The opinion of the court was delivered by: MARSH
After the testimony was closed in the above habeas corpus case, William H. Heagy, one of relator's witnesses, was shot and killed. While he languished in the hospital, it is alleged that he made a dying declaration under the influence of impending death, to the effect that his testimony given in this case was true. Relator seeks to reopen the hearing in order that he may supplement the record by proving this dying declaration. No authority is cited for this proposition.
The respondent opposes the petition to reopen and asserts that the proposed dying declaration would not be admissible in this case.
It has long been established that dying declarations are limited to prosecutions of the person or persons accused of murdering the declarant; their admission in evidence is confined to prosecutions for homicide. Pennsylvania Evidence, Henry, 4th Ed. § 452; Vol. 5, Wigmore on Evidence, 3d Ed. § 1432; Gadsden v. United States, D.C.D.Md.1944. 54 F.Supp. 151.
Accordingly, the petition to reopen will be denied.
On Petition for Writ of Habeas Corpus
Additional Findings of Fact
The Court of Appeals, 208 F.2d 565, remanded the above cause 'for a finding of fact whether the court credited the testimony of the police officer [William H. Heagy] or the prosecutor [Samuel Strauss] as to what the former told the latter before trial about the condition of the accused at or about the time of his arrest.'
At the hearing in June, 1953, Police Officer Heagy testified in substance that he told Assistant District Attorney Strauss on two occasions prior to trial that, at the time he participated in making the arrest, the relator was 'crazy * * * you couldn't get any talk out of him. He was incoherent. He wouldn't answer us. * * * his shirt was all open. He was soaking wet with perspiration. His hair was all tossed about. His eyes were all red, and mucous and froth from his mouth was running down the front of his body. He seemed loose-jointed. The man was insane.' June Testimony, pages 14, 18, 20, 21, 28, 29.
Strauss categorically denied that Heagy had so informed him.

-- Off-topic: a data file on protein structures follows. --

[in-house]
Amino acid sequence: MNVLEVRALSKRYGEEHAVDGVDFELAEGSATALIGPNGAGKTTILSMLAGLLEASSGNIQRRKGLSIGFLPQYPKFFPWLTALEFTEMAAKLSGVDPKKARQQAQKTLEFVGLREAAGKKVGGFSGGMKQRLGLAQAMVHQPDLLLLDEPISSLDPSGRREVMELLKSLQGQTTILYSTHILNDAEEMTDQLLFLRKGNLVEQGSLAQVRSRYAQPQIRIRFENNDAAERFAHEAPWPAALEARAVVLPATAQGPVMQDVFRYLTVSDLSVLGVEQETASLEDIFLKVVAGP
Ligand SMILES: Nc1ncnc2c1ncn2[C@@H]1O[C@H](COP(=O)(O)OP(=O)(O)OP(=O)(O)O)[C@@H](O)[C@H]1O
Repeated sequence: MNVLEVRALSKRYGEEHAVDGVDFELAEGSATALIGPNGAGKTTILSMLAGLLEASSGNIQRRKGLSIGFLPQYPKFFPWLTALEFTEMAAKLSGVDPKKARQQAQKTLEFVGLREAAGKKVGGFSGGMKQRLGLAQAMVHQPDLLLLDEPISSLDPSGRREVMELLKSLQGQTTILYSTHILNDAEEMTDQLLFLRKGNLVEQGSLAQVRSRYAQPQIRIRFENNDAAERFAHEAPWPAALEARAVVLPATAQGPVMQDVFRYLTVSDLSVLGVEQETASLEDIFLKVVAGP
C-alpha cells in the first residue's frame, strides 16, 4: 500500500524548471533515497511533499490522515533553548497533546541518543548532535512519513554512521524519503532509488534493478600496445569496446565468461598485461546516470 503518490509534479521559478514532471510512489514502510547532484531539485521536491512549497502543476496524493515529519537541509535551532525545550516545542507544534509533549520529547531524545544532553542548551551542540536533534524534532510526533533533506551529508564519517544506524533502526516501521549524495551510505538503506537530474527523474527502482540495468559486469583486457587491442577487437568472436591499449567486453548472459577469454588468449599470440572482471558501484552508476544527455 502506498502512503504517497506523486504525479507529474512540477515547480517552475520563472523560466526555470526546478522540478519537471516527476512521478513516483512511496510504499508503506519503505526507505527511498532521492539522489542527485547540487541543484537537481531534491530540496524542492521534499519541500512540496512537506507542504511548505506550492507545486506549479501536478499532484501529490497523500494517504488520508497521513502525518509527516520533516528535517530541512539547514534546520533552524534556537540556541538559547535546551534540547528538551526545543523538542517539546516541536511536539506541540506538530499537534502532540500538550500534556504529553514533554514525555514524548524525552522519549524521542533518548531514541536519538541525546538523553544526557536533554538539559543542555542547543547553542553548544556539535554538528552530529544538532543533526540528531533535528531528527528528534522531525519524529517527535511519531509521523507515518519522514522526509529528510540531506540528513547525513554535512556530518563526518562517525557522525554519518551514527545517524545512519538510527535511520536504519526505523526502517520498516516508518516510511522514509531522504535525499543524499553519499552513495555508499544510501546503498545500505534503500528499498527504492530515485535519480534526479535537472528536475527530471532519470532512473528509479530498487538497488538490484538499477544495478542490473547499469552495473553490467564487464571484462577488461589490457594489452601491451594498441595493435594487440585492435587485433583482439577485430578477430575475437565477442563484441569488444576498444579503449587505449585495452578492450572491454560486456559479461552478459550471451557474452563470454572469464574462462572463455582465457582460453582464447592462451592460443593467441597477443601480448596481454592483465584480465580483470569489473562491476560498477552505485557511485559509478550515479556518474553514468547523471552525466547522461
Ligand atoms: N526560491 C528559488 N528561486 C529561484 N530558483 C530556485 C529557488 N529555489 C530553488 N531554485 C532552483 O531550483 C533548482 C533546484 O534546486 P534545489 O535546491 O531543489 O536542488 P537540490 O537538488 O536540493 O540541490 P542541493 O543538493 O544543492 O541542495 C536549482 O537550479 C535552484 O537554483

The court, faced, as it seemed then, by the opposing oaths of two reputable public servants, did not credit one over the other, but felt such a finding was not necessary to dispose of the petition. Because of the requirement that this issue should now be determined, the court requested that all available testimony thereon be produced, including testimony which might enable it to judge of the credibility of these two officials. Consequently, considerable testimony was taken; the matter was thoroughly argued and briefs were submitted by both sides. After due consideration, the court makes the following
1. The relator has failed to establish by the preponderance of the evidence that the police officer, William Heagy, prior to trial, specifically informed Assistant District Attorney Samuel Strauss in the manner and form as testified by Heagy at the hearing held in June 1953. He did not inform the prosecutor that the relator appeared and acted extremely drunk, incoherent or insane.
2. Mr. Heagy did inform the prosecutor that he participated in the arrest of the relator in a barroom where the latter had been in a brawl and had been disarmed. He further informed Strauss, as the latter admits, that the relator was at that time under the influence of liquor to a quarrelsome degree; that he smelled the odor of alcohol on him; that his shirt and clothes were torn; and that he was perspiring and 'messed up.'
3. The prosecuting officers did not communicate to defense counsel or to the State trial judge prior to trial that, at the time of relator's arrest, several police officers detected the odor of alcohol on relator's breath; that he showed signs of having been engaged in a fight; and that at least one ...